Different Backgrounds, Common Ground

Art (Ages 11-14)
Different Backgrounds, Common Ground

Guidance for “Miriam’s Vision” and the Art module

For ease of reference, we will often refer to the 2005 London bombings as “7/7”.

All modules in “Miriam’s Vision” use the four-part “Miriam’s Story” video package (total 8 minutes) to set the context of the resource for students.

A handout for students - Resource 0 - is available for download here to print and distribute to all students immediately after the video above is shown. It is a single page summary of the video for students to take away and retain.

The Art module takes the location of Miriam’s memorial, the Miriam Hyman Children’s Eye Care Centre, as its starting point.  The MHCECC is in Odisha, India and Pipili appliqué is a local traditional ancient craft that is known worldwide for its decorative qualities.

The central message of the module is that every culture includes artistic elements, and although locality influences the forms it takes, Art is a universal human expression that fulfils many roles.  So despite local differences, we have fundamental commonalities that unite us.

To this end, students are introduced to Pipili appliqué and have opportunities to explore some its features, compare to Art in their own environment, www.london.gov.uk/london-curriculum, and create a 3D artwork of work in a group from a selection of materials.

“Different backgrounds, common ground” is the overall theme that you will need to refer to frequently.  Opportunities to do this are built into the plans.

We have provided bespoke resources that are not dependent on internet access in the classroom.  Bespoke “Miriam’s Vision” resources include the “Miriam’s Story” video package and a range of others.  They are referred to in the plans and will are accessible via the “Miriam’s Vision” website.  You will need projection equipment. Please see Miriam's artbook Resource 1.2 for the students to appreciate her sense of colour.

There is a wide range of relevant sources online and the links given in these plans can easily be replaced with others if you find ones you prefer (please make a note of them), or experience difficulty accessing them (although we have tried to use relatively reliable sites).

The plans are guides only.  They do not include timings for example, as we know you will wish to adapt and select according to the needs of your class.  We have assumed consecutive sessions delivered as your timetable permits, possibly fitting two sessions into a timetabled lesson.  We have not included suggestions about differentiation other than to offer some variety of input / expectation in places, but could do so when the module is refined.  Feedback on this, as with everything, would be much appreciated!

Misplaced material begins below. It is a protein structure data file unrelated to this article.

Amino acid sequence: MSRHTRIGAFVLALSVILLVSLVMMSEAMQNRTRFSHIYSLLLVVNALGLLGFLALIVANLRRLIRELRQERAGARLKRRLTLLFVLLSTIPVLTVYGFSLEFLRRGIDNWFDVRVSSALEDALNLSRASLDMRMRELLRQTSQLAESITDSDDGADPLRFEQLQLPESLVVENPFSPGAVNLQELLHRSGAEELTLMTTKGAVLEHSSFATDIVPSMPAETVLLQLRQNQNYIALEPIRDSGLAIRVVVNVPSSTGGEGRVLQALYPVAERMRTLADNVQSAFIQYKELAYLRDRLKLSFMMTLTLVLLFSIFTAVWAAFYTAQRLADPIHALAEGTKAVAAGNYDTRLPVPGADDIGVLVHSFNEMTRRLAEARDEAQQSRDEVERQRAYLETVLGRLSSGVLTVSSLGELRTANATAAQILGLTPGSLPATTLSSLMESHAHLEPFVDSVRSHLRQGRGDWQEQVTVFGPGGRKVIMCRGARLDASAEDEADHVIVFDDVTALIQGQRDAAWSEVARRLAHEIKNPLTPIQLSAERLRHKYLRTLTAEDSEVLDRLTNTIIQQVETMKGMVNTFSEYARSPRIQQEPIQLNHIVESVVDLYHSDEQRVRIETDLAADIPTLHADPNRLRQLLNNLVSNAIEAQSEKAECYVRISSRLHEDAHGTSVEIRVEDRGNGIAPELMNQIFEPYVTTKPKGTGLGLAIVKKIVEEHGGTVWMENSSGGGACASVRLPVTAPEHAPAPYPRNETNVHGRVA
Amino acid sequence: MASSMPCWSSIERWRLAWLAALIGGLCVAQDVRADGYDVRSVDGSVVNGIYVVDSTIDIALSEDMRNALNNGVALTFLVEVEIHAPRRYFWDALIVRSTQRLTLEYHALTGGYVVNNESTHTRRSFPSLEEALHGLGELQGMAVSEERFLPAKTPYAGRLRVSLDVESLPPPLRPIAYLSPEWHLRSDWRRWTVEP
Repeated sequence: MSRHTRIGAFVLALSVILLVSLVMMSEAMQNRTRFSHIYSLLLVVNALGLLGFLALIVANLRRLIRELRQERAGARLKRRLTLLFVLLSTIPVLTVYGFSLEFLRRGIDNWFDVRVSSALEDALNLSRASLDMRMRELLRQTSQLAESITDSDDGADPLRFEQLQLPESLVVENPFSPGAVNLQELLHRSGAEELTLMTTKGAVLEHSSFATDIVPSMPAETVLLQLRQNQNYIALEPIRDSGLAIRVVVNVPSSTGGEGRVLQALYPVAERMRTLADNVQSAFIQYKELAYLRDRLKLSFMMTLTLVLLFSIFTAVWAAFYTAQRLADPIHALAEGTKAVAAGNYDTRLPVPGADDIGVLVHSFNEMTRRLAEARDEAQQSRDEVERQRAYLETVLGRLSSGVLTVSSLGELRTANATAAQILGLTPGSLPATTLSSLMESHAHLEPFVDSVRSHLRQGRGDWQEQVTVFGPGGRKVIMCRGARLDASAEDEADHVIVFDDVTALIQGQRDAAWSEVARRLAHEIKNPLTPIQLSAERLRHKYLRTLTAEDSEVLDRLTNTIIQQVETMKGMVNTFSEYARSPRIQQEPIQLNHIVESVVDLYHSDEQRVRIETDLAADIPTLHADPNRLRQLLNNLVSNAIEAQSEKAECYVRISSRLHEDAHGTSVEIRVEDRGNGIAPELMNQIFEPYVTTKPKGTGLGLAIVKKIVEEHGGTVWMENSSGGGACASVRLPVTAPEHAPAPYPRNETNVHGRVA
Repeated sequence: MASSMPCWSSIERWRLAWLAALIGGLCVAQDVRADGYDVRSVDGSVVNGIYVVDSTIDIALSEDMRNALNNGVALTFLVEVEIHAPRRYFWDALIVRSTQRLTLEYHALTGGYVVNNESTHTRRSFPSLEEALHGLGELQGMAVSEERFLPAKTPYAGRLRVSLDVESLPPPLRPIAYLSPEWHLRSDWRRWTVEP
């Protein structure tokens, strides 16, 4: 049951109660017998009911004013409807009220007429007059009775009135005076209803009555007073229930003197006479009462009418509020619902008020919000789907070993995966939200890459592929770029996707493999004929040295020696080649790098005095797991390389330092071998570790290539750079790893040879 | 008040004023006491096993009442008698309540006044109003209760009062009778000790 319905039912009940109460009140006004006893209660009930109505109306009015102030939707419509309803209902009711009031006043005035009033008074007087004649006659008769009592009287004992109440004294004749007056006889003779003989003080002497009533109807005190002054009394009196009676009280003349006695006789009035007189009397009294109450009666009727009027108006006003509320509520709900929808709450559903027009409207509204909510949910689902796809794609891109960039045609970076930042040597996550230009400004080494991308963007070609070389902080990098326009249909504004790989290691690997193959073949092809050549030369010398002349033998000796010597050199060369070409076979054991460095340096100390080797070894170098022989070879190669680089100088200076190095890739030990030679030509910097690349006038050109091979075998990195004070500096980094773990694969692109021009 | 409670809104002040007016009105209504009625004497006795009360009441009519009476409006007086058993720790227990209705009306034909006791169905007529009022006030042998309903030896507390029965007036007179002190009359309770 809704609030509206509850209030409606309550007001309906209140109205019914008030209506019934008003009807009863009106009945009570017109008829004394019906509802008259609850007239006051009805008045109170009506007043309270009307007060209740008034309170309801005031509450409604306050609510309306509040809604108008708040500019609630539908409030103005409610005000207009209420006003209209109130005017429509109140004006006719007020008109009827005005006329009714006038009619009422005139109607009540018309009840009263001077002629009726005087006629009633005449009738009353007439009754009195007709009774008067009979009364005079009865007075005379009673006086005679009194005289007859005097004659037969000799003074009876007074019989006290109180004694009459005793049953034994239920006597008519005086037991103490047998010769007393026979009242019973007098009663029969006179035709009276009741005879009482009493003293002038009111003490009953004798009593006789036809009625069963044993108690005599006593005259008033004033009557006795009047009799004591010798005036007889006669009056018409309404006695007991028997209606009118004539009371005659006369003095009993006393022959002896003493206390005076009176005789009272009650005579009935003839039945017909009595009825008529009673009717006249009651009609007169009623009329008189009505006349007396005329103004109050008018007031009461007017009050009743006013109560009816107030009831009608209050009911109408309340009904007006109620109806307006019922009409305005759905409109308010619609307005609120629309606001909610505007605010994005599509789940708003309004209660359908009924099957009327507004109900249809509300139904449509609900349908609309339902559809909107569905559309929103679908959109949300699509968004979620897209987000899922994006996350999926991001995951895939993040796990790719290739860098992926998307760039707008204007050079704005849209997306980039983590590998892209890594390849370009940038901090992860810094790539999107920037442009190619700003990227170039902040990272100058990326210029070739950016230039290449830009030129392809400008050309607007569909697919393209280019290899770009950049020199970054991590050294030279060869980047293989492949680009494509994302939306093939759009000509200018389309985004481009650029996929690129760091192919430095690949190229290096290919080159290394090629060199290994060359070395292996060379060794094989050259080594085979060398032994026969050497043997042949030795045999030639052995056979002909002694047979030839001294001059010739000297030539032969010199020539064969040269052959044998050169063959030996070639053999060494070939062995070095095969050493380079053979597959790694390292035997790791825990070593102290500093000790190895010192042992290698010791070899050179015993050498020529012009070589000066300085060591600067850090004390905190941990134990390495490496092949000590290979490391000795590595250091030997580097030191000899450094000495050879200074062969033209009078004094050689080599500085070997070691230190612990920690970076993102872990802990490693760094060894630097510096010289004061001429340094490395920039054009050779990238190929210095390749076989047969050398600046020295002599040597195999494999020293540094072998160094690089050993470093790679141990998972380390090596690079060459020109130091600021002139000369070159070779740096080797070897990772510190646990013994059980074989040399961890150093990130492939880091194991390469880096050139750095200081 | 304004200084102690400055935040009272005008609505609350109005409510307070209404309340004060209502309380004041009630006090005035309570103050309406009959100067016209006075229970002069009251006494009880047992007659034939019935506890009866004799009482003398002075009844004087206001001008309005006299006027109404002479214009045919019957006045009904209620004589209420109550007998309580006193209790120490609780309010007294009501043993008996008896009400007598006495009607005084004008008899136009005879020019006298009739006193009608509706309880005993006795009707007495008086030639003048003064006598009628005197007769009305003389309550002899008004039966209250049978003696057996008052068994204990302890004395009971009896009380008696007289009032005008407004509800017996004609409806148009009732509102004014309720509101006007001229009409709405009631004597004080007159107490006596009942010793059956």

Extension activities included in the plans are envisaged as homework but could be included in contact time depending on how much time you have timetabled for the entire module.

Guidance notes are incorporated into the plans where appropriate.

Refer to Impact/Attachments for completion of student feedback pdf.

Thank you for your participation.

Miriam’s Vision” Art Scheme of Work Outline


Task Focus Activity
Task 1 - Introduction to Miriam Hyman and the “Miriam’s Vision” resource.
- Introduction to Pipili lanterns.
- Thinking about crafts in one’s own environment.
- “Miriam’s Story” video package.
- Intro to Pipili Appliqué PowerPoint Research.
Task 2 Planning, making, evaluating, display Planning, making and evaluating a 3D artwork focused on 'Harmony' in a group, according to a brief, inspired by the appliqué lanterns of Pipili and making reference to the theme, “Different backgrounds, common ground”.
Plenary Why participate in the “Miriam’s Vision” Art activities? Refer to “Miriam’s Vision” objectives expressed in the theme, “Different backgrounds, common ground”.


Art National Curriculum KS3

The following aspects of the curriculum are covered in the “Miriam’s Vision” Art Scheme of Work.

Pupils should be taught

  • to use a range of techniques and media
  • to increase their proficiency in the handling of different materials
  • to analyse and evaluate their own work, and that of others, in order to strengthen the visual impact or applications of their work
  • about the history of art, craft, design and architecture, including periods, styles and major movements from ancient times up to the present day

Module plenary

It is important to be explicit about the following in order for the students to appreciate the reasons for doing the module.

  • Recap the theme of the module.  (Different backgrounds, common ground.)
  • Recap how the module started.  (The story of Miriam Hyman.)
  • What is the message of the module?  (Although different cultures have different crafts, craft is found in every culture in the world.)
  • What can you conclude?  (Although we may have different crafts, we all have crafts!  In other words, despite our differences we have fundamental common human needs that unite us.)

You may wish to re-show the four-part “Miriam’s Story” video package and talk about the Art module and its contents and messages.

  • Those responsible for violent extremism want to create division between people and communities.
  • “Miriam’s Vision” is an attempt to counteract the divisions and to help the students to build a safer, more inclusive society.

Students Feedback Form

Allow fifteen or twenty minutes at the end of the session for students to complete Students Feedback Form which should be handed out: